by Dr RobThompson and Prof Anthony Illingworth, Dept of Meteorology, University of Reading
The UK operational radar network has the potential to deliver real-time rainfall estimates every five minutes with a resolution of 1km2 over most of the populated areas of the UK. If these rain rates were accurate then such data would have a major impact on the ability to predict short term ‘flash’ flooding events so that mitigating action can be taken. However, at present, for flood warnings, the accuracy is deemed insufficient, so the radar rainfall estimates from each radar are continuously adjusted using recent observations by ground-based rain gauges.
The UK radar network has recently been renewed and upgraded to dual polarisation, resulting in much improved data quality. In this study we will compare the radar signal obtained every five minutes from the operational Dean Hill radar with the rain rate at the ground some 20km from the radar and just 400m below the radar beam and use this to validate and improve the retrieval algorithms that convert the radar return signal, or ‘reflectivity’ into a rain rate at the ground.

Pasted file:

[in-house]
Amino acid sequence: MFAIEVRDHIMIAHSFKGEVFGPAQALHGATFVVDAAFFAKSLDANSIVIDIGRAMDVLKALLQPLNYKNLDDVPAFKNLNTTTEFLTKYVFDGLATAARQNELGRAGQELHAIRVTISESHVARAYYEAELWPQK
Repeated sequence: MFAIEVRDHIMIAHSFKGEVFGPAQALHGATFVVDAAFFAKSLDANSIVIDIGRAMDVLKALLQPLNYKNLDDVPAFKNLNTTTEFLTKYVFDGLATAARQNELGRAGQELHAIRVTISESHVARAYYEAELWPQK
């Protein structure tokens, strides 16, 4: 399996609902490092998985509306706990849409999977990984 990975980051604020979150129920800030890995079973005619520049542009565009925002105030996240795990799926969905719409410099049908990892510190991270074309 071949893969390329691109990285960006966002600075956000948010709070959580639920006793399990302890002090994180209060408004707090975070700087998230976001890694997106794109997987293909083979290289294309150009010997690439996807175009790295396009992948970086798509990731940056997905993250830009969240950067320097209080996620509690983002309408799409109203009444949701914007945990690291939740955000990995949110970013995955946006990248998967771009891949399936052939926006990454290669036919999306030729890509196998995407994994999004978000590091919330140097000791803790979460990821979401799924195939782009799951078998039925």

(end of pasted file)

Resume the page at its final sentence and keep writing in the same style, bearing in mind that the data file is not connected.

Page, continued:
In the preparatory work for this DARE pilot project we have been comparing the radar reflectivity observed every five minutes with the scanning Dean Hill radar 20km distant from Chilbolton where we have five different high resolution rain gauges. The radar pulse samples a volume 300m by 300m by 600m and is at a height of 400m above the gauges (see image). One of these gauges measures the size distribution of the rain drops and so once we know the sizes and number of the drops we can calculate the radar reflectivity we would expect from the radar. Over the past two years we find close agreement, but there appears to be a slow drift in the radar calibration of about 60%. In collaboration with the Met Office we are trying to find the source of this drift. However, once we correct for this drift, we find that with the new radar and its improved data quality there is a close correspondence between the rain from the radar and that observed at the ground. This performance appears to be much better than previously obtained before the radars were upgraded.
Image. Multiple rain gauges